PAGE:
Conservatives agreeing to scrap BBC licence fee in return for Unionists’ support would be ‘a great mistake’, says Labour deputy.
Labour’s deputy leader, Tom Watson, has called on the Conservatives to guarantee that they will reject the Democratic Unionist party’s pledge to scrap the BBC licence fee in talks to secure a parliamentary deal.
Watson, who is also shadow culture secretary, has written to his counterpart, Karen Bradley, calling for her to “fight hard” to make sure that the DUP’s election pledge is not on the table as part of any concessions agreed to form a majority government.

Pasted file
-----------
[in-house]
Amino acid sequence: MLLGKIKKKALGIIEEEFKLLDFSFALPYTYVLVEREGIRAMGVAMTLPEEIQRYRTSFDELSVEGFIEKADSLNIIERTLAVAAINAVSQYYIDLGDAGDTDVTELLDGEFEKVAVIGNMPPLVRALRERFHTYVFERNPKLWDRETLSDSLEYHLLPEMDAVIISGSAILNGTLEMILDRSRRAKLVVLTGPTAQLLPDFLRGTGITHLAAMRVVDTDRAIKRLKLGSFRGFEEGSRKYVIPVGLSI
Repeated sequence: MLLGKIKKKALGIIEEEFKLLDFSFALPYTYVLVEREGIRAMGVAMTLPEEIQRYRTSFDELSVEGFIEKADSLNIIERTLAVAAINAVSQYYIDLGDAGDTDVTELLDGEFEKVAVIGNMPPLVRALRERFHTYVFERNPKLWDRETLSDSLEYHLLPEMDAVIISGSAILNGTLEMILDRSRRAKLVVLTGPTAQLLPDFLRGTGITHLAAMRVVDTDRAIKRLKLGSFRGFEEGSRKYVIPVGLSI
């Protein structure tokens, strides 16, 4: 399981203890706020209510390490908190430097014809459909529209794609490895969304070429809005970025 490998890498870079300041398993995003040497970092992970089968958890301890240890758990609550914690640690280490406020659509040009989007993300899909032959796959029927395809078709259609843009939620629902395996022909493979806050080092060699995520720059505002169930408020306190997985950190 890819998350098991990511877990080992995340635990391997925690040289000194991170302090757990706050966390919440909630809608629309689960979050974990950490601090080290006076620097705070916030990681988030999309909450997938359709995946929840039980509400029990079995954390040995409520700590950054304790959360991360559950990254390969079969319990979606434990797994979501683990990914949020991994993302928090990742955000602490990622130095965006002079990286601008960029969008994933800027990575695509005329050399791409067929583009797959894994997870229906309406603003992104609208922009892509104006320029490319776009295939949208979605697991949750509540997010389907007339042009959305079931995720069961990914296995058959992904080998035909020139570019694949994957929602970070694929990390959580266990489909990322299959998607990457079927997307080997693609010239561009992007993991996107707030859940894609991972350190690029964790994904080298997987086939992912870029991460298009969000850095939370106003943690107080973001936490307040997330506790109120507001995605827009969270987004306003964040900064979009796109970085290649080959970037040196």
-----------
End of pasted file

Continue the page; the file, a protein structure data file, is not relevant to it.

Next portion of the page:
“The DUP’s manifesto includes a commitment to ‘freeze then cut or abolish the TV licence’,” said Watson in a letter sent to the culture secretary on Tuesday. “I urge you to fight hard to ensure that this pledge is not included in any agreement, formal or otherwise, between the Conservative party and the DUP.”
The DUP includes potentially scrapping the £3.7bn annual licence fee as one of six election pledges in its manifesto section on increasing family incomes.
“The TV licence fee is a highly regressive tax which was designed for a different era and a world of communications that no longer exists,” the DUP pledge stated. “The success of Netflix and Amazon streaming services shows that subscription-based media can and does work.”